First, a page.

Larsons' love remained unbroken
Remembered as a charitable businessman and devoted community employer for decades, longtime Larson's Home Furnishings owner Bruce Larson will be remembered by those closest to him for the quiet and genuine way that he valued his closest relationships.
Born May 21, 1935, Larson passed away Nov. 3, 2016 at the age of 81 after battling Alzheimer's in his final years of life. While he was known regionally for his work ethic — seven days each week since his early teen years — his first love, ex-wife Faye Larson, would prove one of his longest commitments.
The couple's story, despite a divorce when their children were young, yielded an unexpectedly tender tale for his family to hold onto as the one-time couple would pass away within weeks of each other this fall.
Born in Portland to Alfred and Lulu Larson, Bruce Larson was a workaholic from an early age, growing up delivering newspapers and eventually repairing appliances in his parents furniture business on Main Street, the early predecessor of Larson's, nearly as soon as the family arrived in Medford in 1945.
After high school, Larson attended Northwest Nazarene University, in Nampa, Idaho, where he and Faye met and married. Faye Larson would ultimately work to put her husband through college at Northwest Nazarene and, later, Point Loma Nazarene in San Diego.
After briefly living in Kansas City, where the couple's son was born and where the young dad tried his hand at racing, the family moved to the Rogue Valley, had a daughter and took over the family furniture and appliance business. While the couple would divorce when their children were small, Traci Larson said her parents' story, after that point, was anything but typical.
"Initially, when they divorced, there was some hurt but they were able to move beyond that and became the best of friends," Traci Larson said, noting that the family spent holidays and took vacations together throughout their parents lives.
"He called her his angel. I have this wonderful letter he wrote her on Mother's Day about 10 years ago," she said.
"When dad went to stay at the (Rogue Valley) Manor, she went up every day and took care of him, took him to concerts, to dinner. They were very wonderful and very genuine people."
Robert McClelland, a longtime colleague and three-decades friend of Larson, recalled his quiet demeanor and passion for speed. However, in contrast to his love of motorcycles and race cars, Larson had a disdain for air travel.
"He hated to fly, so he had a really decked-out van," McClelland said. "It was very plush and comfortable so he would drive to Portland and drive over to Klamath Falls and even Portland and California. He preferred that to flying in a plane."
Larson's tenacity and warmth, McClelland noted, was evident in all he did.
"His competition was Costco and Best Buy and he was successful. Even with these 500-pound gorillas for competition, he was successful," McClelland said.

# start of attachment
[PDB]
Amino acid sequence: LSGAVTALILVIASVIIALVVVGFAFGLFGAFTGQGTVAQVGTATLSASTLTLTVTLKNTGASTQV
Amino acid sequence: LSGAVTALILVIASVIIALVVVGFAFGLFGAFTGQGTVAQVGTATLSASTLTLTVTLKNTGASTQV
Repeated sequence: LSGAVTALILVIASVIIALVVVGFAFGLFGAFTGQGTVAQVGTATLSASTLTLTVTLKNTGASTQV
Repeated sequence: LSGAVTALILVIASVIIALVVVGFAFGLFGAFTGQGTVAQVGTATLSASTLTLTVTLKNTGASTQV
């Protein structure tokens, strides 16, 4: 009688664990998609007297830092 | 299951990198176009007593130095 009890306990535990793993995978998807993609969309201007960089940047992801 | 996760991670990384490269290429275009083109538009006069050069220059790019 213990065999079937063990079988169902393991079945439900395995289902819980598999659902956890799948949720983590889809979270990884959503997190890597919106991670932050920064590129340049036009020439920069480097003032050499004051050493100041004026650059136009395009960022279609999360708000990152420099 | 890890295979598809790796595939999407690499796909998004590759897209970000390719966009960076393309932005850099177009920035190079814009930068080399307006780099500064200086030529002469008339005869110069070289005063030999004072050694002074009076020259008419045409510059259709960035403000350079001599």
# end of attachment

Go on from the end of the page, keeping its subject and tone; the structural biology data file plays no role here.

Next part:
"People who knew him really liked Bruce for his warm smile — his very quiet, warm smile. he spoke almost in a whisper. I don't think I ever heard him raise his voice unless it was laughter."
Former employee and longtime salesperson Debbie Saxbury said she valued the family atmosphere Larson created for employees. Saxbury recalled Larson's "legendary" ponytail and said that for many employees the store's closure in 2014 created more concern for Larson than for themselves.
"The entire staff was saddened, not because we were going to have to be looking for a new job but that Mr. Larson had put every single day of his adult life working in his family store and then his store and it was finally the end," Saxbury said.
While in his later years Larson battled Alzheimer's, caregivers noted a persistent spirit as he often insisted he had "places to be and things to do," Troy Larson recalled. Ultimately, Faye's death would foreshadow his own demise.
Faye Larson passed away October 16 in Medford at the age of 83, which Bruce Larson knew before anyone else delivered the news, Troy said.
"When my mom passed, we made the decision not to tell my dad because it didn't make much sense to tell him and upset him," he said.
"We went to see my dad and told the nurse that our mother had passed and she told us, 'The morning she passed, your father was weeping uncontrollably and we were trying to console him. When he could finally tell us what was wrong, he said, 'My wife just died.'
"Somehow, he just knew."
Less than three weeks later, Bruce Larson followed her.
Traci Larson said, given her parents' closeness, it was not surprising their deaths seemed linked.
"They were good people who had a great life together, even when they weren't together. Him knowing that she had passed away when nobody told her — we all were just blown away," she said.
"In the end, she was the person he trusted the most. ... She was the glue that kept our whole family together. She always brought us all back together and kept us close as a family. They were amazing people."
A celebration of life is planned for 11 a.m. Saturday, Dec. 10 at the First Church of the Nazarene, 1974 E. McAndrews Road in Medford.
Reach freelance writer Buffy Pollock at firstname.lastname@example.org.